We Are Always In the Same Leaky Rowboat
I love listening to books and lectures on tape while I drive. Listening, while driving and dialing my cellphone trying not to spill my beer as I negotiate one-lane construction traffic behind a schoolbus is one of the joys and challenges of suburban living.
Just kidding about the beer and cellphone and schoolbus.
But right now my commute lecture is Medieval Europe: Crisis and Renewal and it tells the story of how the seeds of the modern world sprouted only after the hierarchy of the Middle Ages had crumbled. The concept of nation states, a middle class, and personal freedom could thrive only after the feudal world had died.
This is analogous to today's publishing world.
The hierarchy of New York publishing houses and agents being the only game in town is over. The brick-and-mortar stores are flailing and failing. And writers like us have a bright and hopeful new future with e-Books and blogs and e-zines. The writing has always been our purview and responsibility but now, with social media (God I hate that sententious phrase: 97% of it is electronically-transmitted-junior-high-school-bullshit gossip) the marketing and PR is also our responsibility.
But a word of caution: the most important word in "e-Book" is "Book". And as writers we have first and always the duty to write the best books we can. Do not give in to the temptation to upload and offer for sale a book that isn't as perfect as you can make it. Just because it is now easy to publish don't be fooled into thinking that it will ever be easy to write. It will always take ten times as long as you thought it would and as Lillian Hellman said, "Nothing you ever write, if you hope to be good, will ever come out as you first hoped."
So don't get swept up with e-publishing fever. Don't finish your novel and immediately upload it for sale (and public scrutiny). Print out your manuscript and proof it as a hardcopy and you'll be amazed at the spelling errors you missed if you'd only read it on the computer. Data enter the corrections and don't look at the manuscript for a week and print it out again and you'll find things you've overlooked. Ask a trusted friend or colleague to read it critically and honestly. And listen to their comments. Weigh them before you utilize or discard them. Take advantage of local writers' critique groups or find one online.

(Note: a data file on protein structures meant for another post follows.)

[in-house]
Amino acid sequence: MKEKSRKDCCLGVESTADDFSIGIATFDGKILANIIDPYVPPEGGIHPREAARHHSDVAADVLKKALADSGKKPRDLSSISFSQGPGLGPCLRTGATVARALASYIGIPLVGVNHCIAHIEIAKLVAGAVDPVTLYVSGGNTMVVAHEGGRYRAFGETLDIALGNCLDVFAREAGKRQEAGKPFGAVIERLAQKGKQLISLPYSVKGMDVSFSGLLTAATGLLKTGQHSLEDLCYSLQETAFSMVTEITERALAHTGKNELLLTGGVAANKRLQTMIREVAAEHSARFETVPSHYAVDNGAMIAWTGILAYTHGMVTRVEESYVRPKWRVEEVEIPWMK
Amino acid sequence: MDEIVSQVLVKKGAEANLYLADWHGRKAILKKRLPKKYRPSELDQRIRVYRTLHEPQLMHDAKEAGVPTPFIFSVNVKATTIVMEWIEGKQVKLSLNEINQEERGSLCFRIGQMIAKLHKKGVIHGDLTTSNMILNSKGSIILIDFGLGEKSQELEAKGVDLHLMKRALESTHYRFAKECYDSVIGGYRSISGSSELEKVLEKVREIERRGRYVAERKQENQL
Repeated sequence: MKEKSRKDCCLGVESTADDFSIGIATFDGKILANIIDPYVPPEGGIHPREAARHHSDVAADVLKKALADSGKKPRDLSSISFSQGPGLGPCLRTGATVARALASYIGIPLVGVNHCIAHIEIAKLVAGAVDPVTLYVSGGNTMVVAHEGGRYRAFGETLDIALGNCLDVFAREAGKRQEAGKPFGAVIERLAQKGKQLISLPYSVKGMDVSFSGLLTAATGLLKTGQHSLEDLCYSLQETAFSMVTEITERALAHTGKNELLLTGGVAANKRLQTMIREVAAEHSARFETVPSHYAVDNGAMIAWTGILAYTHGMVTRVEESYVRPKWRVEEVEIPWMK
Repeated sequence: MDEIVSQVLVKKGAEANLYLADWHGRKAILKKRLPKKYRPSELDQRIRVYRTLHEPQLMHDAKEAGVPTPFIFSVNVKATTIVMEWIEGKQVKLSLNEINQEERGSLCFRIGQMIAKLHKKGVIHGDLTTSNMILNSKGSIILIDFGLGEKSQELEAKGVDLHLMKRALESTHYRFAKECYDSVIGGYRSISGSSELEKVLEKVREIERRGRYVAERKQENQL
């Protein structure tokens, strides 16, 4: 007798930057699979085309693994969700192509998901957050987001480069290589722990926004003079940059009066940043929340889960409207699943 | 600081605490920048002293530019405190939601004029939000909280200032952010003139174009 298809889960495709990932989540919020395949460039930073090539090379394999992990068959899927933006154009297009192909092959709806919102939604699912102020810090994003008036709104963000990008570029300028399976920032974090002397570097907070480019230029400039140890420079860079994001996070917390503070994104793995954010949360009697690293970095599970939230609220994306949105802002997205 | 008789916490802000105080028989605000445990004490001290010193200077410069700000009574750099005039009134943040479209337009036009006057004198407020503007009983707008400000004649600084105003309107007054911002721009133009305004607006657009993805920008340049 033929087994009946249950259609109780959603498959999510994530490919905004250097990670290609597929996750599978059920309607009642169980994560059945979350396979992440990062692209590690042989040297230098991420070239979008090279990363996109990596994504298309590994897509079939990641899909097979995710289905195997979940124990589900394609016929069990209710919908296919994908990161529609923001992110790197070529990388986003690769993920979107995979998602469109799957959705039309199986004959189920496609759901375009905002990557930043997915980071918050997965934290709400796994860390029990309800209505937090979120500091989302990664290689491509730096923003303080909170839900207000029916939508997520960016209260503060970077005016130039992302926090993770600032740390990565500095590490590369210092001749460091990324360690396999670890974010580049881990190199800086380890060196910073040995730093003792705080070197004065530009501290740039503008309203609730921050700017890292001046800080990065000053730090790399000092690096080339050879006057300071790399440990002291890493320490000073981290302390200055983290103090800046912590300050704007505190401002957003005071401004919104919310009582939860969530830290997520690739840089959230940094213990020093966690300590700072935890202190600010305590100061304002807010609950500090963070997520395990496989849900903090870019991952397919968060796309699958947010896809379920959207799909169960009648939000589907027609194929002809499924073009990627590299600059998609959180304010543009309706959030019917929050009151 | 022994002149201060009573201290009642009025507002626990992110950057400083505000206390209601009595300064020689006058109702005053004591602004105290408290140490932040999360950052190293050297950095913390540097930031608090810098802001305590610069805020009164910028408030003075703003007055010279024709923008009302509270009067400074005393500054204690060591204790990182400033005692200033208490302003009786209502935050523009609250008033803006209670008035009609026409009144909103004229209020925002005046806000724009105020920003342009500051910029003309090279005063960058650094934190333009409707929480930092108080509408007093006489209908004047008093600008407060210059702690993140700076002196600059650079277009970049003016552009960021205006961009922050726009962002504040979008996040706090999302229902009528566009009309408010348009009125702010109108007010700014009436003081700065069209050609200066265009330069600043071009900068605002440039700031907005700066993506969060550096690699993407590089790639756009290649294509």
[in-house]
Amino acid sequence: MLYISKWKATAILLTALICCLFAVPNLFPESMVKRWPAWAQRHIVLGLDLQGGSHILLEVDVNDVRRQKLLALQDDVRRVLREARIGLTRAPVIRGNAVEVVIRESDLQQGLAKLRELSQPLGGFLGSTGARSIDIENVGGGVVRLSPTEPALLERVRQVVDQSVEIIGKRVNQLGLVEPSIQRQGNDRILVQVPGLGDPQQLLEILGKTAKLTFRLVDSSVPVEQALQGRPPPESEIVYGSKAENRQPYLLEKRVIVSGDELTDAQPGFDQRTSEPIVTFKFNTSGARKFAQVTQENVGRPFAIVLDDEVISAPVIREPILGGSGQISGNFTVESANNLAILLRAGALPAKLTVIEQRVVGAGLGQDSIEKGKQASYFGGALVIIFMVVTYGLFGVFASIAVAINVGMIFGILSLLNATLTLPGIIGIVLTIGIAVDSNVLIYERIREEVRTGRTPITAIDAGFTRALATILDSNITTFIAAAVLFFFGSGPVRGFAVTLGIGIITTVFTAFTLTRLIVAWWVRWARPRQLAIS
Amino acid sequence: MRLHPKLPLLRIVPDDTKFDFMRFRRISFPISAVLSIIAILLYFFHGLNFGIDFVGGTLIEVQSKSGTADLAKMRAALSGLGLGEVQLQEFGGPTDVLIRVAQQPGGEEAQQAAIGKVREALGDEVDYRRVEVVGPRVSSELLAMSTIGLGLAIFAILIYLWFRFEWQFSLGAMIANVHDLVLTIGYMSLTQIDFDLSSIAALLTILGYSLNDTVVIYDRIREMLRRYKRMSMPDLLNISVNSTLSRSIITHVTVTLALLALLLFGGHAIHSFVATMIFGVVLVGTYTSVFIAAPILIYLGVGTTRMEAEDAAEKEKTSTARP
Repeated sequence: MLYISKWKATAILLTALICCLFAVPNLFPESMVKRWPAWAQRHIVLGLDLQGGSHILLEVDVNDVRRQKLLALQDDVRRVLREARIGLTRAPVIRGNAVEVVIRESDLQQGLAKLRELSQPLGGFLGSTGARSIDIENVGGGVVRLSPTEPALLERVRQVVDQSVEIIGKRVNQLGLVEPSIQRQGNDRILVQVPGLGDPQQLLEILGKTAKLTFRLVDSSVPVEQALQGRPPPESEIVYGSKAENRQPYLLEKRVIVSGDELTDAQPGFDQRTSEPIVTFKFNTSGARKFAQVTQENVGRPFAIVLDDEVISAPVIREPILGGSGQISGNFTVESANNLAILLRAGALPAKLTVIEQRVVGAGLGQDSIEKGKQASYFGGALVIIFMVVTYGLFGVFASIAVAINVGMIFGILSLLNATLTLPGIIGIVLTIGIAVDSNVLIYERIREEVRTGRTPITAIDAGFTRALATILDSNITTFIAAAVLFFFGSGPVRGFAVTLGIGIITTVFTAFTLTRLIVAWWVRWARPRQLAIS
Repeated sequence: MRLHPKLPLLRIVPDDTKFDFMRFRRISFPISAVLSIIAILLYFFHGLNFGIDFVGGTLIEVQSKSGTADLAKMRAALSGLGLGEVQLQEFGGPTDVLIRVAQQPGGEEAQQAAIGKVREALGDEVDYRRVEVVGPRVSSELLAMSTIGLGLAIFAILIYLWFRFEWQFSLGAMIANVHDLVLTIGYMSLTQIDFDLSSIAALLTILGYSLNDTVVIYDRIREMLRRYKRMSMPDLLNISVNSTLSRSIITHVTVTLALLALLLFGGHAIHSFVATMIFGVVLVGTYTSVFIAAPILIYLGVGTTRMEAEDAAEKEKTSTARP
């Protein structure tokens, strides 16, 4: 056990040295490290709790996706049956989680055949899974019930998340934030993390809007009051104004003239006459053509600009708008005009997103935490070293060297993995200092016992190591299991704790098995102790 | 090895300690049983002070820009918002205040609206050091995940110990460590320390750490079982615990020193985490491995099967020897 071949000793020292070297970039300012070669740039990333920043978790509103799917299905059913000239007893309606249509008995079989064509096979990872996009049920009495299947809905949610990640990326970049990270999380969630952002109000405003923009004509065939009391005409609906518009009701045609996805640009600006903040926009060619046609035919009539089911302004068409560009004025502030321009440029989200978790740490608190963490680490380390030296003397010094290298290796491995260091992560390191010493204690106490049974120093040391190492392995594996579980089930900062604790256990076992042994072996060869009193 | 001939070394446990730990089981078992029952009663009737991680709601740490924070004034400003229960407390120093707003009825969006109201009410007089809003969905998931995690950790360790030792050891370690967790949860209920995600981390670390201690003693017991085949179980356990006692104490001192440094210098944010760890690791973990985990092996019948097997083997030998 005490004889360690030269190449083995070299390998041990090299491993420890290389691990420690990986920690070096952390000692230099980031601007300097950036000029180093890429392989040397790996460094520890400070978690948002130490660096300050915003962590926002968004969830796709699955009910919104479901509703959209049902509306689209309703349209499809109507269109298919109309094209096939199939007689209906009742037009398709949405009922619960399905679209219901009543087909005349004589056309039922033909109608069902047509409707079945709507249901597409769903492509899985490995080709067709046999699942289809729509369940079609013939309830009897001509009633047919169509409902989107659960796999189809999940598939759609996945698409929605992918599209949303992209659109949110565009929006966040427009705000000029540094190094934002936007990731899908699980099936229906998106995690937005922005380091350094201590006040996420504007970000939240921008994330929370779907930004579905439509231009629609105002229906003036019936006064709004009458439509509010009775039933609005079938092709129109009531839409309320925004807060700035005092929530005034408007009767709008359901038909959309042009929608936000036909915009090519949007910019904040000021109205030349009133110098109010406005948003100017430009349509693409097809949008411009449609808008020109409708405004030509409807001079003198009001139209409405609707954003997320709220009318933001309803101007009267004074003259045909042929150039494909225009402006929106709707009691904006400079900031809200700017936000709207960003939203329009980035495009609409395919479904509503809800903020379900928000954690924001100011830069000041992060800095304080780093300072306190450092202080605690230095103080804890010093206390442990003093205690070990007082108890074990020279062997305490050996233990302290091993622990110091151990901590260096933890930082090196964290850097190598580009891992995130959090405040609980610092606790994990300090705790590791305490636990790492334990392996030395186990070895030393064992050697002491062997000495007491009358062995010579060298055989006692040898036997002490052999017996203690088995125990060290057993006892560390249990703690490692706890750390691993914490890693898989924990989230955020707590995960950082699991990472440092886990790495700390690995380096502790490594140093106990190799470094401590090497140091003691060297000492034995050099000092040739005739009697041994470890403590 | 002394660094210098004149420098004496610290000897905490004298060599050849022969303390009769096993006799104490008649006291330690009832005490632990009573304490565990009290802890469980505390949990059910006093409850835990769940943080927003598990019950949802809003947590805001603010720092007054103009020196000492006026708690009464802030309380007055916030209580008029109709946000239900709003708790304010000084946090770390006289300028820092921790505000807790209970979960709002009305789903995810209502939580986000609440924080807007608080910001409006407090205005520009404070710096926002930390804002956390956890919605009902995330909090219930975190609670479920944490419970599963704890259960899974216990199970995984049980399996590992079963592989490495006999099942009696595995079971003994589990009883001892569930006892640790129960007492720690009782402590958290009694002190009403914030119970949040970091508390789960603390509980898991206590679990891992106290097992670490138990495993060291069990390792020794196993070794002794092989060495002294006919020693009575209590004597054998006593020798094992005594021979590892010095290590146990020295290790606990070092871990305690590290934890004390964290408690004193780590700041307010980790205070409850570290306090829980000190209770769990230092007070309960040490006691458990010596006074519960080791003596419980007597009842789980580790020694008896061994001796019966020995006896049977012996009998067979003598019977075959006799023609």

When I taught my seminar, Things I Wish I did Not Know About Writing I always felt I cheated the students because I'd leave the class pumped up and ready as hell to write because I always talked about what I needed to remind myself.
I wrote this blog today because I needed to hear it.
I'm finishing up another mystery novel and I'm thinking in terms of formatting and uploading and marketing rather than rewriting, rewriting, rewriting. And that is a fundamental mistake that I don't want to make.
Despite all the crap writing that gets published and climbs the best sellers list it is a fact that for a writer it is always about writing the best book you can while you juggle job and family.
However we are published, book or e-book, we will always be in the same leaky rowboat: bailing with one hand and rowing with the other.
JOKE OF THE DAY
A freelance writer returned home to see his house wrapped in police tape. “I live here,” he told a cop, “what happened?”
“Your agent came over this afternoon murdered your wife and kidnapped your daughter.”
“Holy shit,” he said. “My agent came to my house?”
Rob's agent has never visited his house, with murderous intent, or otherwise. For an e-copy ($1.38) of his book: Things I Wish I Did Not Know About Writing: 15 Essays on Dreams, Sorrows, and Proofreading